Amy Gibas
Gallery Assistant
University Art Gallery
Saginaw Valley State University

Wednesday, February 26, 2014

Cyberspace Competition II Winners

1st Place, Ryan Buyssens, Resistance
 1st Place- Ryan Buyssens - Resistance, laser- sintered polyamide, carbon fiber, titanium, aluminum, aircraft plywood, electric motor, proximity sensor, and microcontroller
2nd Place, Blake Johnson, The Face of the Future
2nd Place- Blake Johnson - The Face of the Future, digital interactive art
3rd Place- Misty Coss - Embryo, ink on metal

Honorable Mentions

Dave Littell- Elegy II, digital image
Jessica Balindo- Music. Passion. Love. Life, digital image

Merit Awards

Tammy Jewell- Pearl Red, digital photography
Rebecca Zeiss- Untitled One, Resonance Of The Machinist, ultra violet printing ink on brushed aluminum
Logan Mooney- Medusa, vector illustration

Director Awards
3rd Place, Misty Coss, Embryo

Alison Bur- Transience, digital photography
David Janssen Jr. – Bliss, mixed media
Tammy Jewell- The Beauty of It, digital photography
Gaoxee Stephanie Yang- Be the Jewel of Your Own Beauty, digital photo manipulation

Erin Case with Jim Cherewick- No Taste, collage/mp3

Randal Crawford
Competition judge

Film Noir- giclee print on metal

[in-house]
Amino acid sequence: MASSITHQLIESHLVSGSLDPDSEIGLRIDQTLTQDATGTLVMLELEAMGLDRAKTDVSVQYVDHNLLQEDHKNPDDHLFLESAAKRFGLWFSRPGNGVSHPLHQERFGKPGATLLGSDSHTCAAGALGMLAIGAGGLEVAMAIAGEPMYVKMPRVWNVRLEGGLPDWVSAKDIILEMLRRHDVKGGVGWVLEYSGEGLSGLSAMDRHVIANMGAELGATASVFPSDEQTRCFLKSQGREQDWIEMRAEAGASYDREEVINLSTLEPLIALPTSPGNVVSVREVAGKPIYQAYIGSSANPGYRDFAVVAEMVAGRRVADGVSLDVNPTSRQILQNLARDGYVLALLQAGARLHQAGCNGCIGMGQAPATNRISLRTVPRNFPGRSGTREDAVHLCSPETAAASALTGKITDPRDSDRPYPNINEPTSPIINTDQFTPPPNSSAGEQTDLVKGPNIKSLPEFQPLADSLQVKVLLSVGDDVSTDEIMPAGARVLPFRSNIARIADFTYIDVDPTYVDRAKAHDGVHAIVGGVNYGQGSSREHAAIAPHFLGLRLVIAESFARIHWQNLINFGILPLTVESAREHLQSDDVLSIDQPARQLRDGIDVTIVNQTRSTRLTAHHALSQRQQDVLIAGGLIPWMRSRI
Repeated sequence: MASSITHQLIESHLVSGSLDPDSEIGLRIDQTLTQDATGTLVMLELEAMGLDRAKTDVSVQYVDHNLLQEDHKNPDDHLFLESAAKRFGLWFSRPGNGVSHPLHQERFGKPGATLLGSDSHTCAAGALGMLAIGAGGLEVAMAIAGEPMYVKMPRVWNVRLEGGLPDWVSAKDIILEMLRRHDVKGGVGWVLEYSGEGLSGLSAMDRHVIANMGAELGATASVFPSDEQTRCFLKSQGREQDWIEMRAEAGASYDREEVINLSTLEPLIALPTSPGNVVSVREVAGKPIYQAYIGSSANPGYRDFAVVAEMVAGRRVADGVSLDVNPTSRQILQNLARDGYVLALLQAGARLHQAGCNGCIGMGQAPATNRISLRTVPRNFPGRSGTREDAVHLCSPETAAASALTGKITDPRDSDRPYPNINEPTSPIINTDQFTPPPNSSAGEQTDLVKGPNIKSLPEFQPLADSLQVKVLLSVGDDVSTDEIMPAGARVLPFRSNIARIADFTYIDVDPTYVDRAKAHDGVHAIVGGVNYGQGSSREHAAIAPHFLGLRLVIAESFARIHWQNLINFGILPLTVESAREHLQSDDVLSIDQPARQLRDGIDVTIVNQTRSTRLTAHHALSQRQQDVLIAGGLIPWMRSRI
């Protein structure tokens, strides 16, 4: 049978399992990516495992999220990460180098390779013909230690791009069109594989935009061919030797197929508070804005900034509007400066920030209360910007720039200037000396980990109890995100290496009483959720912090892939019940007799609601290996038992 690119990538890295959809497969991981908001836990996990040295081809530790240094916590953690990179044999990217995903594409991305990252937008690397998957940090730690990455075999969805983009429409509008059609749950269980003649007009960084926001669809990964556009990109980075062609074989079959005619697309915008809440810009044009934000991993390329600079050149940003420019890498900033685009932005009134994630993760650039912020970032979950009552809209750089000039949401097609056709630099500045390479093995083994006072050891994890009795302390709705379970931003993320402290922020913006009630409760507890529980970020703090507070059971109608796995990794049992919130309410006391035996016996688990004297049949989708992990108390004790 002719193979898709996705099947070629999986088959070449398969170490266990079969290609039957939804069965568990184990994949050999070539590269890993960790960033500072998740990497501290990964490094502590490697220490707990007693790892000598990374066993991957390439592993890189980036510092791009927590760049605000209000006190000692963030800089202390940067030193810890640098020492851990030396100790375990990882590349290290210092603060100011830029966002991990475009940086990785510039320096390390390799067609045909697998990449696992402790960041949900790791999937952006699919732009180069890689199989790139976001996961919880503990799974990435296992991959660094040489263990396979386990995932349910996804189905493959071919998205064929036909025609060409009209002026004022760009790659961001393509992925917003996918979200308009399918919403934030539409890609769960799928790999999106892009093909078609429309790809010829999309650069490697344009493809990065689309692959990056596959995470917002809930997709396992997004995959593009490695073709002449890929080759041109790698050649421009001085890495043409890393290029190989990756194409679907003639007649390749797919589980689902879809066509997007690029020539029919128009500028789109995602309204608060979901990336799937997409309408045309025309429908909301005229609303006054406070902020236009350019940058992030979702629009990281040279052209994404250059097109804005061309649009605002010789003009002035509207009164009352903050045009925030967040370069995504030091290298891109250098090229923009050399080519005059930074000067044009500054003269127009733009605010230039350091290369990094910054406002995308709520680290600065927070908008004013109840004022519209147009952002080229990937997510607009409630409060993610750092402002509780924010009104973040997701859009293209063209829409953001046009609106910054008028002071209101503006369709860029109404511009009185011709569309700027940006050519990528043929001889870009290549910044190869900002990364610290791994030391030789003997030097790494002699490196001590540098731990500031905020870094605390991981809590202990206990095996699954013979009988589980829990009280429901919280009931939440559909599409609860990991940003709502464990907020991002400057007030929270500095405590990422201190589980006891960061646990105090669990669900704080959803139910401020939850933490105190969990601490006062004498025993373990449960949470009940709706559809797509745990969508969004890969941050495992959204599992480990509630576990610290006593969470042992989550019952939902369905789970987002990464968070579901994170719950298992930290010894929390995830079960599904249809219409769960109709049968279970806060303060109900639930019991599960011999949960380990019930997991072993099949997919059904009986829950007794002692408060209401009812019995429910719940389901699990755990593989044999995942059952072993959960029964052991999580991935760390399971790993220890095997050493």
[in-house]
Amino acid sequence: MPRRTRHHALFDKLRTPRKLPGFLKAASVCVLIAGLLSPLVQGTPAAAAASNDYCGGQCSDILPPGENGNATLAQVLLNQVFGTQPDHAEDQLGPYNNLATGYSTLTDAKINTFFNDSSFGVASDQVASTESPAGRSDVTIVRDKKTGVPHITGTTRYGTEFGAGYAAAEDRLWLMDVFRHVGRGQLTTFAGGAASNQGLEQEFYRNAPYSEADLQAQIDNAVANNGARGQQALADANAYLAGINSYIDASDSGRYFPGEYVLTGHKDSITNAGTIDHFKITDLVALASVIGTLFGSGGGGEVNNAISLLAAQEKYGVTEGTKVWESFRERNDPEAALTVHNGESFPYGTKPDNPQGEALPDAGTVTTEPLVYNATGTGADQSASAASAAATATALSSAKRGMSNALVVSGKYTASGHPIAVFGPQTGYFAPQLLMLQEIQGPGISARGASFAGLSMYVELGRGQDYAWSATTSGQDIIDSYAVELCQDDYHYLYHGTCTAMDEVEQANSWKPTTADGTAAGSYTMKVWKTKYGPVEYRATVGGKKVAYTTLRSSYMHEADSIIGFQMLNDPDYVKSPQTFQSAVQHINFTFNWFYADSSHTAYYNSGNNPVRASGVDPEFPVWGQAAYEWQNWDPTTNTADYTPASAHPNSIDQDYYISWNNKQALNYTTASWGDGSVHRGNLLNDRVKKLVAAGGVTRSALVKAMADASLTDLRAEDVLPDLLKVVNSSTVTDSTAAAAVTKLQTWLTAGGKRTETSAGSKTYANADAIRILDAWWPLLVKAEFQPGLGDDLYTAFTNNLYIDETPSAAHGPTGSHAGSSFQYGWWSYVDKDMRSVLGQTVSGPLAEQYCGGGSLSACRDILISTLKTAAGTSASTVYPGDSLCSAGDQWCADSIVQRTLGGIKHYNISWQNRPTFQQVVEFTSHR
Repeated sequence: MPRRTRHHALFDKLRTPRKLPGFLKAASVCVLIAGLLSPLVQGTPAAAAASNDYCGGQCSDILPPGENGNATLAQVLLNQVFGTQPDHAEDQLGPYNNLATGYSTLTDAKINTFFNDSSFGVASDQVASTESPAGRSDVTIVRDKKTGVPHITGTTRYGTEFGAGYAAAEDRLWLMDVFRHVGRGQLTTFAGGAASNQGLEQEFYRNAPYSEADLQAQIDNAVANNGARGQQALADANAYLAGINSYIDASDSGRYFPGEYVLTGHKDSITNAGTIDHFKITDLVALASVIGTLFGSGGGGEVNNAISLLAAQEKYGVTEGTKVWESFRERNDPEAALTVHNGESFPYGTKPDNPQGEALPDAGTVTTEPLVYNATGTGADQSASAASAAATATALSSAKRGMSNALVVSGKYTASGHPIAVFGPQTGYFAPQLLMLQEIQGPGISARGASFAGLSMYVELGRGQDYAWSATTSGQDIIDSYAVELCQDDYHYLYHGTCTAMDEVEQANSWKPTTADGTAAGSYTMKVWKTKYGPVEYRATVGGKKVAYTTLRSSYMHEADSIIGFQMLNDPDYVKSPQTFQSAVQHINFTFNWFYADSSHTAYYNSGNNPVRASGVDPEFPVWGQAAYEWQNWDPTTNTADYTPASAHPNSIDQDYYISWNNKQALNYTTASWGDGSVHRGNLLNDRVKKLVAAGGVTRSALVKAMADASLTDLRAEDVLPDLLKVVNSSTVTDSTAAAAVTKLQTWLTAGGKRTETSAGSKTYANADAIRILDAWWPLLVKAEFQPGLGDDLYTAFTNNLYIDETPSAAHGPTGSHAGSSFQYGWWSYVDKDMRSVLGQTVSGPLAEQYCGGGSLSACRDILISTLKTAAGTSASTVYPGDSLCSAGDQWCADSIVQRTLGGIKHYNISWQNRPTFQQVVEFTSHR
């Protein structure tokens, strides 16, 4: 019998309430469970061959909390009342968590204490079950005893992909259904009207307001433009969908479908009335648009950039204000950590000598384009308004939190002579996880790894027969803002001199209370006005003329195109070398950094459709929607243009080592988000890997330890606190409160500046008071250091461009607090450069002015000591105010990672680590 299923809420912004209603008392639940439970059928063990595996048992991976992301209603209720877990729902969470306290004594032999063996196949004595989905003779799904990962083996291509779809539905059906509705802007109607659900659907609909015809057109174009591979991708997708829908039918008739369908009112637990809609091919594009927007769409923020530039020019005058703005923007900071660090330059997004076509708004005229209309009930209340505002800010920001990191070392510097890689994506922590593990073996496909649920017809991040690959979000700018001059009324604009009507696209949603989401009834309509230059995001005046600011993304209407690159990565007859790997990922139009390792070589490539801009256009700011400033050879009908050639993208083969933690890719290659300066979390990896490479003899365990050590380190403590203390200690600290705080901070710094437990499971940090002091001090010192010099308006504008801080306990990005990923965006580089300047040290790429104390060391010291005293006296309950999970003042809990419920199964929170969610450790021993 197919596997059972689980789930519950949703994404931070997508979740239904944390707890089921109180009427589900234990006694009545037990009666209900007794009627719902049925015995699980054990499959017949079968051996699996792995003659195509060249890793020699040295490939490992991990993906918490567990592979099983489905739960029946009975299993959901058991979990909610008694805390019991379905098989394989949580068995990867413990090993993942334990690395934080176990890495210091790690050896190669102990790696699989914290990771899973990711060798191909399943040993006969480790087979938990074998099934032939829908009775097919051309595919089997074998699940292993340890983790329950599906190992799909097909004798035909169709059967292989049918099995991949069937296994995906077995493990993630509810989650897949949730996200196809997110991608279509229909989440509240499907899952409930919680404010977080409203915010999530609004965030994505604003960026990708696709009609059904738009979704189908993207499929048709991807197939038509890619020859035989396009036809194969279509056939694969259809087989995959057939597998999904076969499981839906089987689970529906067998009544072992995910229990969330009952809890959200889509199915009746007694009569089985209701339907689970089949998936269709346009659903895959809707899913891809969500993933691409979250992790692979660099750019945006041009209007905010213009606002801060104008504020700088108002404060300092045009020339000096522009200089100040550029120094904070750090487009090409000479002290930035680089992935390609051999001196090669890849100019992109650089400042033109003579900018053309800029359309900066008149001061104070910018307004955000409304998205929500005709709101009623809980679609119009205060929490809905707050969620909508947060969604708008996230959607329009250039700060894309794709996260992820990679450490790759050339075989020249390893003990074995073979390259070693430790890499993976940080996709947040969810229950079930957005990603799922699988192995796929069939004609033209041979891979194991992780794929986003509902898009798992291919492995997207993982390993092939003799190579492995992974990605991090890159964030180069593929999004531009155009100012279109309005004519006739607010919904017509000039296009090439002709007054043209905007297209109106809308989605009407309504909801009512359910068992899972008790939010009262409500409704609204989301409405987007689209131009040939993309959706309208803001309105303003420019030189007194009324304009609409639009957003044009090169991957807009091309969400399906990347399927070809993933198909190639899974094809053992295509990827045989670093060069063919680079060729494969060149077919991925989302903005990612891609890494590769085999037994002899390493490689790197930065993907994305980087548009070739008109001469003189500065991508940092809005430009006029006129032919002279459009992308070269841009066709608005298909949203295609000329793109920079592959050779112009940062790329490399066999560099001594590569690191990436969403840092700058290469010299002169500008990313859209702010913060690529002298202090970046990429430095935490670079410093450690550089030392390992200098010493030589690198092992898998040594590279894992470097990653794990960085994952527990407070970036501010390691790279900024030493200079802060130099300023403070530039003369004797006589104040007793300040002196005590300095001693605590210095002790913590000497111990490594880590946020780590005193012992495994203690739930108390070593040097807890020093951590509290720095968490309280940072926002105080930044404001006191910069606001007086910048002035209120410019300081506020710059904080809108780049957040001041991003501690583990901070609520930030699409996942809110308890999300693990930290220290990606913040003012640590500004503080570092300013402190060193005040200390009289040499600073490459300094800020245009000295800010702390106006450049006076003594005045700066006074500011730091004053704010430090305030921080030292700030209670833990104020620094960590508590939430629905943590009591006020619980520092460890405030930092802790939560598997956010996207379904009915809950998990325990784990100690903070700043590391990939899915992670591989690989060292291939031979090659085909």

Caffeinated- giclee print on metal

Randal Crawford currently teaches at Delta College, with a MFA in fibers from Cranbrook Academy of Art. His pieces vary in media from woven fibers to digital. His pieces currently on display are creating using the giclee method, which are images created from high resolution digital scans and printed with quality inks onto various supports. To see more of his work please visit,, and stop in the gallery to see his work on display.

Artist Statement
A line never ends. It just goes through different processes and changes. Roots, branches, and trees are, to me, the most powerful line drawings. My art and my life, materialistically and mentally, are like a stream: always in a state of flux. I like to think about that as the materials flow together, and I let the piece take me where it should go.
Randal Crawford, Film Noir left, and Caffeinated right
The architect of nature guides me. I am enthralled with its chaotic repetition and distinguishing patterns from ever-changing reality. There is comfort in bringing order to chaos. I try to control and manipulate what is found naturally and incorporate that into my pieces. Everything in nature is connected, even though it suggests individuality. I feel that a piece is truly complete when my research, process, and thoughts have truly came to life.